|11:40||11:50||Optimality in Online Multi-agent Path Finding||Jonathan Morag, Roni Stern, Ariel Felner, Dor Atzmon and Eli Boyarski|
|12:00||12:10||Pushing the Envelope: From Discrete to Continuous Movements in Multi-Agent Path Finding via Lazy Encodings||Pavel Surynek|
|12:10||12:20||On Modelling Multi-Agent Path Finding as a Classical Planning Problem||Jindřich Vodrážka, Roman Barták and Jiří Švancara|
|12:20||12:30||A Distributed Pareto-based Path Planning Algorithm for Autonomous Unmanned Aerial Vehicles||Nader S. Labib, Grégoire Danoy, Matthias R. Brust and Pascal Bouvry|
|12:30||12:40||Train Unit Shunting and Servicing: a Real-Life Application of Multi-Agent Path Finding||Jesse Mulderij, Bob Huisman, Denise Tönissen, Koos van der Linden and Mathijs de Weerdt|
|12:40||12:50||Negotiated Path Planning for Non-Cooperative Multi-Robot Systems||Anna Gautier, Bruno Lacerda, Nick Hawes and Michael Wooldridge|
|12:50||13:00||Research Challenges and Opportunities in Multi-Agent Path Finding and Multi-Agent Pickup and Delivery Problems||Oren Salzman and Roni Stern|
Title: Multi-Agent Path Finding for Robotics: Progress and Challenges
Abstract: One of the major real-world applications of multi-agent path finding (MAPF) is to enable robots to operate intelligently in dense and cluttered environments. In the first part of this talk, I will introduce common MAPF variants and algorithms as a general introduction to the workshop. Those variants traditionally simplify the properties of the agents/robots. In the second part of the talk, I'll focus on the application of MAPF algorithms to robotics. Some of the major robot-specific challenges include kinematics (physical extent), dynamics (ability to move over time), interaction between robots, operation over long time horizons, and ability to react to unforeseen, dynamic changes in the environment. I will summarize the progress we have made so far with respect to applying MAPF algorithms to robots and discuss interesting future endeavors.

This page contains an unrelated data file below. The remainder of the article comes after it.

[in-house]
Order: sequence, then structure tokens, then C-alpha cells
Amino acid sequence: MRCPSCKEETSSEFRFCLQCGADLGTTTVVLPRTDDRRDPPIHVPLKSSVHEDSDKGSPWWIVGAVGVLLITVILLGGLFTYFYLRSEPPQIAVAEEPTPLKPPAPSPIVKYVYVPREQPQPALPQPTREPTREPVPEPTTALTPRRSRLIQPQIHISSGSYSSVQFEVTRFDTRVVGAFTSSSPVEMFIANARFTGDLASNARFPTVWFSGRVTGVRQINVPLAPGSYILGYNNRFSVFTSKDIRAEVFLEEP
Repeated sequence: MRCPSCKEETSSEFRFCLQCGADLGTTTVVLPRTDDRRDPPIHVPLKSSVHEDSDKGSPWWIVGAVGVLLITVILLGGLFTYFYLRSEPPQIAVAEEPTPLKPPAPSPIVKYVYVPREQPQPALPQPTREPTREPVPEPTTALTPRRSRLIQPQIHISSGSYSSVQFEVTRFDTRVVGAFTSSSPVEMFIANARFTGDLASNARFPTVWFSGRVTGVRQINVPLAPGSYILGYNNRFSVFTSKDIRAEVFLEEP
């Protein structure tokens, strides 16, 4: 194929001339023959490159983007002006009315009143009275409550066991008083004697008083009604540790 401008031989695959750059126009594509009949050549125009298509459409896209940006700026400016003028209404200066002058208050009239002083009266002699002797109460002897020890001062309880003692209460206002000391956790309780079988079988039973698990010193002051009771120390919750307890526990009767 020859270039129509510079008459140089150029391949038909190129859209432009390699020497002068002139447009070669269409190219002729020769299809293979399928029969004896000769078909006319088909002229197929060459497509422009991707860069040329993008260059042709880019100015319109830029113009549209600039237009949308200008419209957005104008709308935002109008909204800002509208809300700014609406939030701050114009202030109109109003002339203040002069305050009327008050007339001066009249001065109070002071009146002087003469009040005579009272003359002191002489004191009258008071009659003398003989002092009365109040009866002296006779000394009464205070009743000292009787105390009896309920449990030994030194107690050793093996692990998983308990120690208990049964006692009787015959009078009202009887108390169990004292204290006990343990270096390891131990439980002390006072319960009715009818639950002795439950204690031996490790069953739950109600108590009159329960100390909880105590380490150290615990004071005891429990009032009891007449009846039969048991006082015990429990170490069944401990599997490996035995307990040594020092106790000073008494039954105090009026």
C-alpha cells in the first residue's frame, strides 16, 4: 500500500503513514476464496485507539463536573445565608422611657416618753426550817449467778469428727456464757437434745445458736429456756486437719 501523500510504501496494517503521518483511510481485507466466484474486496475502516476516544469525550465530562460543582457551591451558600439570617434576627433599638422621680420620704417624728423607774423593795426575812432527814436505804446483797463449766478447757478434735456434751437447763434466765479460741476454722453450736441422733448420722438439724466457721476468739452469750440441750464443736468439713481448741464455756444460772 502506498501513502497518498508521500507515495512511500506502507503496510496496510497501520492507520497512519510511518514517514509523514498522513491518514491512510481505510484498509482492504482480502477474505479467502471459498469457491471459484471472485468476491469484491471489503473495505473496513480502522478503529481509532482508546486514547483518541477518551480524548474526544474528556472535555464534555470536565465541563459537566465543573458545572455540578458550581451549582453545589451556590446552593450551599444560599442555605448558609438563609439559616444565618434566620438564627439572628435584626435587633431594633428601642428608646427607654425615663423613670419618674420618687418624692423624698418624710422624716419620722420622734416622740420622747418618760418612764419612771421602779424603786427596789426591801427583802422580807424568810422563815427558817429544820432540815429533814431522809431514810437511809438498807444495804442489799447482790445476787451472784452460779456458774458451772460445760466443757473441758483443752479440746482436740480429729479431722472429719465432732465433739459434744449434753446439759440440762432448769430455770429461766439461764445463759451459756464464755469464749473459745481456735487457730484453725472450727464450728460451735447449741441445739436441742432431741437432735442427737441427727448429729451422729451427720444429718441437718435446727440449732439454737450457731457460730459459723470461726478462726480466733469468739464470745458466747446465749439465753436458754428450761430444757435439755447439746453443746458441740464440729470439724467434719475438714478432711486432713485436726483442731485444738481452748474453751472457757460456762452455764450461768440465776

Wolfgang Hönig is currently a guest researcher at the California Institute of Technology, USA (Caltech) and he will be leading a new research group at Technical University Berlin, Germany starting in Spring 2021. He was a postdoctoral scholar at Caltech in the aerospace robotics and control laboratory 2019/2020 and holds a Ph.D. in Computer Science from the University of Southern California (USC), a Diploma in Computer Science from the Technical University Dresden, Germany, and an M.S. in Computer Science (Intelligent Robotics) from USC. His research focuses on enabling large teams of physical robots to collaboratively solve real-world tasks, combining methods from artificial intelligence and robotics.
Submission page: https://easychair.org/conferences/?conf=womapf20
Format: Any format is acceptable.
Page limitation: There is no limit on the number of pages.
All submissions that relate to collision-free path planning or navigation for multiple agents are welcome, including but not limited to:
Submissions can contain relevant work in all possible stages, including work that was recently published, is under submission elsewhere, was only recently finished, or is still ongoing. Authors of papers published or under submission elsewhere are encouraged to submit these papers or short versions (including abstracts) of them to the workshop to educate other researchers about their work, as long as resubmissions are clearly labeled to avoid copyright violations. Position papers and surveys are also welcome. Submissions will go through a light review process to ensure a fit with the topic of the workshop and acceptable quality. Non-archival workshop notes will be produced containing the material presented at the workshop.